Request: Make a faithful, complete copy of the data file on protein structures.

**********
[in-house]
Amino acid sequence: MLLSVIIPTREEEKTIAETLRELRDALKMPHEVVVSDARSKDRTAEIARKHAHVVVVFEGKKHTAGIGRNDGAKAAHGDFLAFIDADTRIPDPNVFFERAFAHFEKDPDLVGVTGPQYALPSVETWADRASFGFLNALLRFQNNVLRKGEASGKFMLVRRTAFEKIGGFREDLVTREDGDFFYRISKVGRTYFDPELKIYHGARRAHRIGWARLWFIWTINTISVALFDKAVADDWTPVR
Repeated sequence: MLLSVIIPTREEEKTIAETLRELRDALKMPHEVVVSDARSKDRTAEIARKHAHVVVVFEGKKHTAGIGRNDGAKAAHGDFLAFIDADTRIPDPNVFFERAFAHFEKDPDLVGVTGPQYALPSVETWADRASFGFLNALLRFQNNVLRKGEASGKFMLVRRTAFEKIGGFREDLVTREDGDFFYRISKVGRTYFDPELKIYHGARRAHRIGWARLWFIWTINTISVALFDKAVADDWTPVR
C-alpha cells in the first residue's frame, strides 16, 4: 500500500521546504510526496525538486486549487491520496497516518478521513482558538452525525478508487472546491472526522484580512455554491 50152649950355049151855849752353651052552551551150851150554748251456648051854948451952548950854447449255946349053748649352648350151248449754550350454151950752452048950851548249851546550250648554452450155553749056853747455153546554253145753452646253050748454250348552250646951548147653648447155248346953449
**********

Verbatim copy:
[in-house]
Amino acid sequence: MLLSVIIPTREEEKTIAETLRELRDALKMPHEVVVSDARSKDRTAEIARKHAHVVVVFEGKKHTAGIGRNDGAKAAHGDFLAFIDADTRIPDPNVFFERAFAHFEKDPDLVGVTGPQYALPSVETWADRASFGFLNALLRFQNNVLRKGEASGKFMLVRRTAFEKIGGFREDLVTREDGDFFYRISKVGRTYFDPELKIYHGARRAHRIGWARLWFIWTINTISVALFDKAVADDWTPVR
Repeated sequence: MLLSVIIPTREEEKTIAETLRELRDALKMPHEVVVSDARSKDRTAEIARKHAHVVVVFEGKKHTAGIGRNDGAKAAHGDFLAFIDADTRIPDPNVFFERAFAHFEKDPDLVGVTGPQYALPSVETWADRASFGFLNALLRFQNNVLRKGEASGKFMLVRRTAFEKIGGFREDLVTREDGDFFYRISKVGRTYFDPELKIYHGARRAHRIGWARLWFIWTINTISVALFDKAVADDWTPVR
C-alpha cells in the first residue's frame, strides 16, 4: 500500500521546504510526496525538486486549487491520496497516518478521513482558538452525525478508487472546491472526522484580512455554491 50152649950355049151855849752353651052552551551150851150554748251456648051854948451952548950854447449255946349053748649352648350151248449754550350454151950752452048950851548249851546550250648554452450155553749056853747455153546554253145753452646253050748454250348552250646951548147653648447155248346953449